The Brewster Board of Education is made up of seven unpaid citizens elected to staggered three-year terms. The Board governs through setting policy and District goals. It regularly hears reports and receives information on progress toward its goals and on other matters that reflect policy. It delegates the Superintendent of Schools and professional staff the authority to achieve those goals; provides oversight and evaluates progress. Individual trustees act in authority only when assembled as a Board, at all other times they are private citizens.
All residents are encouraged to take an active role in the development of our schools by attending the Board’s business meetings which are generally held in the District Office. Meetings usually occur twice monthly and are open to the public. Residents have two opportunities at each meeting to speak on matters of interest.
Special meetings are occasionally held; dates and locations of such meetings are posted on the website, marquee and in the local newspaper.
30 Farm to Market Road
Brewster, NY 10509
(845) 279-8000, Ext. 6121
Contact the Board of Education:
To contact the Board, you may click on the "Contact Us" tab or send an email to:
(Please note that the Board of Education email is also viewed by the Superintendent.)
You may also contact the District Clerk for a return call.
Open Meetings Law requires all Board deliberations which may lead to action or policy changes to occur in public; therefore, the content of public/Board communications and e-mails will be reported at upcoming Board Business Meetings. Emails will be confirmed, received, and may be followed by a formal written response from the Board president/vice president and/or district personnel, if that was requested in your communication.
PHOTO TO FOLLOW
Elected May, 2020,
term expires June 30, 2023
Brewster Board of Education Biographies
A wholehearted belief in public education led Sonia Mesika to get involved with the Brewster Board of Education. “I believe every child should have access to an education that not only meets their needs individually but also is of the highest quality,” she said.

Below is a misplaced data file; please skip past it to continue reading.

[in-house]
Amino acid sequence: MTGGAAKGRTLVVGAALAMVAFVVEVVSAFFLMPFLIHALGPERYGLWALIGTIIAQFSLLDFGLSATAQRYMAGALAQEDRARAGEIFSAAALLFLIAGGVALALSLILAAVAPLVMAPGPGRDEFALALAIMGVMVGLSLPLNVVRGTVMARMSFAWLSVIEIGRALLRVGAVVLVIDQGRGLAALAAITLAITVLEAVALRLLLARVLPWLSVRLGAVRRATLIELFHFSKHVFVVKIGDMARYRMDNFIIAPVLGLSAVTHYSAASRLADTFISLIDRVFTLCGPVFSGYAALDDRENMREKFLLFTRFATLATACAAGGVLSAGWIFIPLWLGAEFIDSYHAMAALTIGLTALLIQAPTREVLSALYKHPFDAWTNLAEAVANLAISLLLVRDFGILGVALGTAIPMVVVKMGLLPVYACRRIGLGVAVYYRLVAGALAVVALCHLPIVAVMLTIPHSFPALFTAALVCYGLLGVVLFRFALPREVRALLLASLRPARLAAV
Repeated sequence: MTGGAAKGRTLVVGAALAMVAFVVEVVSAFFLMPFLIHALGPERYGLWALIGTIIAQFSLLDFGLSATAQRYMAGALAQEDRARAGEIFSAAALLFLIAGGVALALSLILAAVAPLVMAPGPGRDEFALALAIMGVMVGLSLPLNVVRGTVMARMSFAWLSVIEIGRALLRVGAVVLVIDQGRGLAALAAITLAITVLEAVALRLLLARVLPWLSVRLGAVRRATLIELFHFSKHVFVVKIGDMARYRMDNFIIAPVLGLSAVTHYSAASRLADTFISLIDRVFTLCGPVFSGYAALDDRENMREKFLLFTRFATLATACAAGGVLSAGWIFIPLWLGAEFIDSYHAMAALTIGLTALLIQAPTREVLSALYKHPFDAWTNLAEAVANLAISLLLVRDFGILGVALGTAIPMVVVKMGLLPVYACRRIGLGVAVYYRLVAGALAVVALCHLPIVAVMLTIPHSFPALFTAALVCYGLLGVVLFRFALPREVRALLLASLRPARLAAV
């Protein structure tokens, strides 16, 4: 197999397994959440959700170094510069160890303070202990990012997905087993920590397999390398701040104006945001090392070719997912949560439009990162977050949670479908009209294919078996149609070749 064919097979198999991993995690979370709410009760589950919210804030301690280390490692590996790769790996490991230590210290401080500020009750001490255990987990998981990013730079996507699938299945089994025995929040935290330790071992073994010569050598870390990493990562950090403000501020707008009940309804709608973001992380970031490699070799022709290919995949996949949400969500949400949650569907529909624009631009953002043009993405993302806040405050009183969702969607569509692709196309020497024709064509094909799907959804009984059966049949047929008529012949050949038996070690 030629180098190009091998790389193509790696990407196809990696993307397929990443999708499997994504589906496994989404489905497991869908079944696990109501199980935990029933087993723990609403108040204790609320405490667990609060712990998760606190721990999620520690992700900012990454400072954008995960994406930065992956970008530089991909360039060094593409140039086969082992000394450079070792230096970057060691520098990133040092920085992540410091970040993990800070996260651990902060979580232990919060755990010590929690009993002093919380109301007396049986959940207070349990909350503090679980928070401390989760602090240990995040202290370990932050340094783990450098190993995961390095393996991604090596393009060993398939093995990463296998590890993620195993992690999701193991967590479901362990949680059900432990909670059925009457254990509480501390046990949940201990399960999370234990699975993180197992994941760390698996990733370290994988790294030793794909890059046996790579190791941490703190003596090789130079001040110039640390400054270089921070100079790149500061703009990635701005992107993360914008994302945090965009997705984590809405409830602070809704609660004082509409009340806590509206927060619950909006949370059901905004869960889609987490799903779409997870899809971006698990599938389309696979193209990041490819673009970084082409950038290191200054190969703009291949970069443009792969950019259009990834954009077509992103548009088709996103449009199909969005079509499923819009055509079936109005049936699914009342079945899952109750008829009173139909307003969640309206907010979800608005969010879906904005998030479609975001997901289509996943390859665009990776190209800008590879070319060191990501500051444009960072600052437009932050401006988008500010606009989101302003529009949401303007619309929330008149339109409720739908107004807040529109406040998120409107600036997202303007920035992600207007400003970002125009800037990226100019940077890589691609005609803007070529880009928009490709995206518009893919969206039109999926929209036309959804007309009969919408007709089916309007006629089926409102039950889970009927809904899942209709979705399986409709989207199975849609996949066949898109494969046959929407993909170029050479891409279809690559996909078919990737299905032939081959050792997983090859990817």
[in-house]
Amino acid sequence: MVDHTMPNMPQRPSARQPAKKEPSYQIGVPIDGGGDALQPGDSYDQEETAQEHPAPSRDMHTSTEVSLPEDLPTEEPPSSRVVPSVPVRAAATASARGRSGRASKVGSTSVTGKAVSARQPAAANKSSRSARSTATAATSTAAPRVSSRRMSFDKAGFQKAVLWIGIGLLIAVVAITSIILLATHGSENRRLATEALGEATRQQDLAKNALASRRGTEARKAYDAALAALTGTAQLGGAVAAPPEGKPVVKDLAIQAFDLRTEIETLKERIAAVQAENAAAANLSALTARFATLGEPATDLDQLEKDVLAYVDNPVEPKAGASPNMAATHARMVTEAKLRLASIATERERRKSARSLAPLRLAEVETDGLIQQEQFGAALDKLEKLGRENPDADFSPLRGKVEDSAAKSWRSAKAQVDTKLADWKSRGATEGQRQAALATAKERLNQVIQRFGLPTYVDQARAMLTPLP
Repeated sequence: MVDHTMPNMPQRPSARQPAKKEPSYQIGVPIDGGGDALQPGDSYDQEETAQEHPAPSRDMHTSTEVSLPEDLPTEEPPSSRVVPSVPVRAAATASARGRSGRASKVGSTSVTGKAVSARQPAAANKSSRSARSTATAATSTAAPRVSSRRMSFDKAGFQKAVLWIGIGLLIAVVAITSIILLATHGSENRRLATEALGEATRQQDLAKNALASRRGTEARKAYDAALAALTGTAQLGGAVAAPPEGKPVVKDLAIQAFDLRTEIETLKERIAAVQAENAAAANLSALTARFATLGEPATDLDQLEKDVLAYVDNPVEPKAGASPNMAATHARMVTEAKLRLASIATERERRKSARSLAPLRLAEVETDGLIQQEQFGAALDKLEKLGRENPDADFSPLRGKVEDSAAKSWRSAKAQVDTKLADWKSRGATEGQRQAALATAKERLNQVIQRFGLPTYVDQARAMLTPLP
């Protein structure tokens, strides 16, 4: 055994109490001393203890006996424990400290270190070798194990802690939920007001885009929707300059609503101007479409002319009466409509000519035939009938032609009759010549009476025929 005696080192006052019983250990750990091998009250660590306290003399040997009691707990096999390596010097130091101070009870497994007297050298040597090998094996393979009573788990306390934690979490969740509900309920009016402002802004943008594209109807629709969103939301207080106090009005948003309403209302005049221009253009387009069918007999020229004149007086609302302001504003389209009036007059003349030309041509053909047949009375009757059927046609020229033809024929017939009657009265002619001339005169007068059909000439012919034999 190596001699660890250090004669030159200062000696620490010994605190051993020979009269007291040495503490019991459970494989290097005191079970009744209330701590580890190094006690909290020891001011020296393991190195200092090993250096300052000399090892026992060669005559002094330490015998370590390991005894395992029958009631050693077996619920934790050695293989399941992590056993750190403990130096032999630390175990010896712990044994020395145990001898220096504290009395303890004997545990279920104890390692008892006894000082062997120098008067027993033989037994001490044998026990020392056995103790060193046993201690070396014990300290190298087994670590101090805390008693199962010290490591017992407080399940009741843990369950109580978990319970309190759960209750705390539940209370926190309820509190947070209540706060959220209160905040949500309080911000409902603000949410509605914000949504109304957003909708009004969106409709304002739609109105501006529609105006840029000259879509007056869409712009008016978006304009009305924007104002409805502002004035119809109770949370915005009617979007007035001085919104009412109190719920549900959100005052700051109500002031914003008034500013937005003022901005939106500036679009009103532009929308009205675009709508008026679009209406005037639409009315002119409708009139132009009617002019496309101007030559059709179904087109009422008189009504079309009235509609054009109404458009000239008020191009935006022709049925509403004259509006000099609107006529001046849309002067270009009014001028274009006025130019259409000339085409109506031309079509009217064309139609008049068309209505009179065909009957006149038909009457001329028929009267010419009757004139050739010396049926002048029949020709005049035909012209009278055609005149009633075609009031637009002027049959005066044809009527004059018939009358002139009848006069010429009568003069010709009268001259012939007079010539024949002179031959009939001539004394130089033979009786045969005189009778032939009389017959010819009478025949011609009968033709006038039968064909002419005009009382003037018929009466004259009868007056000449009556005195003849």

Mesika points with great pride to what she sees as the district’s dedication to all students and the strong, collaborative spirit that led to the creation of the district’s Strategic Coherence Plan. “The unwavering dedication and pride everyone takes in their work is what makes Brewster a great place to live, and it is our responsibility as a Board to do what is in our power to maintain and build on the achievements of all.”
One of Mesika’s primary goals for the district is to help foster a school climate that ensures the happiness and success of all students and employees.
Meiska, who works in sales in Manhattan, has a son attending H.H.Wells and a daughter attending Brewster High School.
“Every child learns differently and has different social-emotional needs,” she said. “To know that I could be part of ensuring the best education for all children in the town I call home makes me feel like I am serving a purpose that will have long lasting positive effects.”
Kerry Cunningham had considered running for a Board position for many years, but felt that her children were too young for her to make the commitment. However, she ultimately realized that “it was the very reason why I should run.” Her three children are currently students at Wells and Brewster High School